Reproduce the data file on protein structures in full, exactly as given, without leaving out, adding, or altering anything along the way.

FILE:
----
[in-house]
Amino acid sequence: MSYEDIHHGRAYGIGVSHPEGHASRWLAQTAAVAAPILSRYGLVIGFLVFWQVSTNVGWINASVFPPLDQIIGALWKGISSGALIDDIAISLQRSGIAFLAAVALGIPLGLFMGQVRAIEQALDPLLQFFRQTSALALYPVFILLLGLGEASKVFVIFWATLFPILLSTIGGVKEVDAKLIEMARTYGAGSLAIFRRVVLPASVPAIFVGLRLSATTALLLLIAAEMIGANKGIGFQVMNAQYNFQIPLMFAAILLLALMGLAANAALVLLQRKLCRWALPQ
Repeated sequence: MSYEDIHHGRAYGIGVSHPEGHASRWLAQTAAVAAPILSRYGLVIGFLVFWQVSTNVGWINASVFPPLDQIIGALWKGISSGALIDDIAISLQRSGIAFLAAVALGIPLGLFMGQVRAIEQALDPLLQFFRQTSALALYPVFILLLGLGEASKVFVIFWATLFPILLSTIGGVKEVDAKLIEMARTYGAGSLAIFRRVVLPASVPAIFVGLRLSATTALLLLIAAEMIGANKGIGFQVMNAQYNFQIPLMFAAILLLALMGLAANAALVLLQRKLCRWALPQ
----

[in-house]
Amino acid sequence: MSYEDIHHGRAYGIGVSHPEGHASRWLAQTAAVAAPILSRYGLVIGFLVFWQVSTNVGWINASVFPPLDQIIGALWKGISSGALIDDIAISLQRSGIAFLAAVALGIPLGLFMGQVRAIEQALDPLLQFFRQTSALALYPVFILLLGLGEASKVFVIFWATLFPILLSTIGGVKEVDAKLIEMARTYGAGSLAIFRRVVLPASVPAIFVGLRLSATTALLLLIAAEMIGANKGIGFQVMNAQYNFQIPLMFAAILLLALMGLAANAALVLLQRKLCRWALPQ
Repeated sequence: MSYEDIHHGRAYGIGVSHPEGHASRWLAQTAAVAAPILSRYGLVIGFLVFWQVSTNVGWINASVFPPLDQIIGALWKGISSGALIDDIAISLQRSGIAFLAAVALGIPLGLFMGQVRAIEQALDPLLQFFRQTSALALYPVFILLLGLGEASKVFVIFWATLFPILLSTIGGVKEVDAKLIEMARTYGAGSLAIFRRVVLPASVPAIFVGLRLSATTALLLLIAAEMIGANKGIGFQVMNAQYNFQIPLMFAAILLLALMGLAANAALVLLQRKLCRWALPQ